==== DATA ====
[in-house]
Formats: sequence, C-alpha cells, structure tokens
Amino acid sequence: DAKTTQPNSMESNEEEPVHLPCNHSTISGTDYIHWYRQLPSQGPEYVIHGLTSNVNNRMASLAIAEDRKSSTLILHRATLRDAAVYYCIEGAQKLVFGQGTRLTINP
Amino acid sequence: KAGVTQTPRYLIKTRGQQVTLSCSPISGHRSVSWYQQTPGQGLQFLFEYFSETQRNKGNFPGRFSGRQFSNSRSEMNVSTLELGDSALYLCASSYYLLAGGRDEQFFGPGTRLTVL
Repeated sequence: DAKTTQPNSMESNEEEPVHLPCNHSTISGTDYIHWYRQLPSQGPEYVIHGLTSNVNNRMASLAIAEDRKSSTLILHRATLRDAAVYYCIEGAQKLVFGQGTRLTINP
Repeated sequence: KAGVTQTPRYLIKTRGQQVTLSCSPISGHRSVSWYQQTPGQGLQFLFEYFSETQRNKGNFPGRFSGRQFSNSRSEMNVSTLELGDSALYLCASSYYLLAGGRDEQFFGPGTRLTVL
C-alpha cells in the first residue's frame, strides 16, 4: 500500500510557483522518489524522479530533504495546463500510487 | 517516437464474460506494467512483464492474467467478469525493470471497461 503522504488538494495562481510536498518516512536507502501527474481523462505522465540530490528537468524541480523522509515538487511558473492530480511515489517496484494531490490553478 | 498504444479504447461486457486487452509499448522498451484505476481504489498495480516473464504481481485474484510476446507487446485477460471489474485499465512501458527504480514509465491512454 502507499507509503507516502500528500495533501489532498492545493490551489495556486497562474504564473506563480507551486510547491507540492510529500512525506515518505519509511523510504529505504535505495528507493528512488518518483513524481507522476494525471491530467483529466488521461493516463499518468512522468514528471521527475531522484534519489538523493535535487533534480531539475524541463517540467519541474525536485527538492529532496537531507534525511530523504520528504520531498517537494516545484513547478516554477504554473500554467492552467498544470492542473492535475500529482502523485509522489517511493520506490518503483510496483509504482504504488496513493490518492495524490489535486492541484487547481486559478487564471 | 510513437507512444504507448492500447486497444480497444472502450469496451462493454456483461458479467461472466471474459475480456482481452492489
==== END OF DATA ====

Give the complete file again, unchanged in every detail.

[in-house]
Formats: sequence, C-alpha cells, structure tokens
Amino acid sequence: DAKTTQPNSMESNEEEPVHLPCNHSTISGTDYIHWYRQLPSQGPEYVIHGLTSNVNNRMASLAIAEDRKSSTLILHRATLRDAAVYYCIEGAQKLVFGQGTRLTINP
Amino acid sequence: KAGVTQTPRYLIKTRGQQVTLSCSPISGHRSVSWYQQTPGQGLQFLFEYFSETQRNKGNFPGRFSGRQFSNSRSEMNVSTLELGDSALYLCASSYYLLAGGRDEQFFGPGTRLTVL
Repeated sequence: DAKTTQPNSMESNEEEPVHLPCNHSTISGTDYIHWYRQLPSQGPEYVIHGLTSNVNNRMASLAIAEDRKSSTLILHRATLRDAAVYYCIEGAQKLVFGQGTRLTINP
Repeated sequence: KAGVTQTPRYLIKTRGQQVTLSCSPISGHRSVSWYQQTPGQGLQFLFEYFSETQRNKGNFPGRFSGRQFSNSRSEMNVSTLELGDSALYLCASSYYLLAGGRDEQFFGPGTRLTVL
C-alpha cells in the first residue's frame, strides 16, 4: 500500500510557483522518489524522479530533504495546463500510487 | 517516437464474460506494467512483464492474467467478469525493470471497461 503522504488538494495562481510536498518516512536507502501527474481523462505522465540530490528537468524541480523522509515538487511558473492530480511515489517496484494531490490553478 | 498504444479504447461486457486487452509499448522498451484505476481504489498495480516473464504481481485474484510476446507487446485477460471489474485499465512501458527504480514509465491512454 502507499507509503507516502500528500495533501489532498492545493490551489495556486497562474504564473506563480507551486510547491507540492510529500512525506515518505519509511523510504529505504535505495528507493528512488518518483513524481507522476494525471491530467483529466488521461493516463499518468512522468514528471521527475531522484534519489538523493535535487533534480531539475524541463517540467519541474525536485527538492529532496537531507534525511530523504520528504520531498517537494516545484513547478516554477504554473500554467492552467498544470492542473492535475500529482502523485509522489517511493520506490518503483510496483509504482504504488496513493490518492495524490489535486492541484487547481486559478487564471 | 510513437507512444504507448492500447486497444480497444472502450469496451462493454456483461458479467461472466471474459475480456482481452492489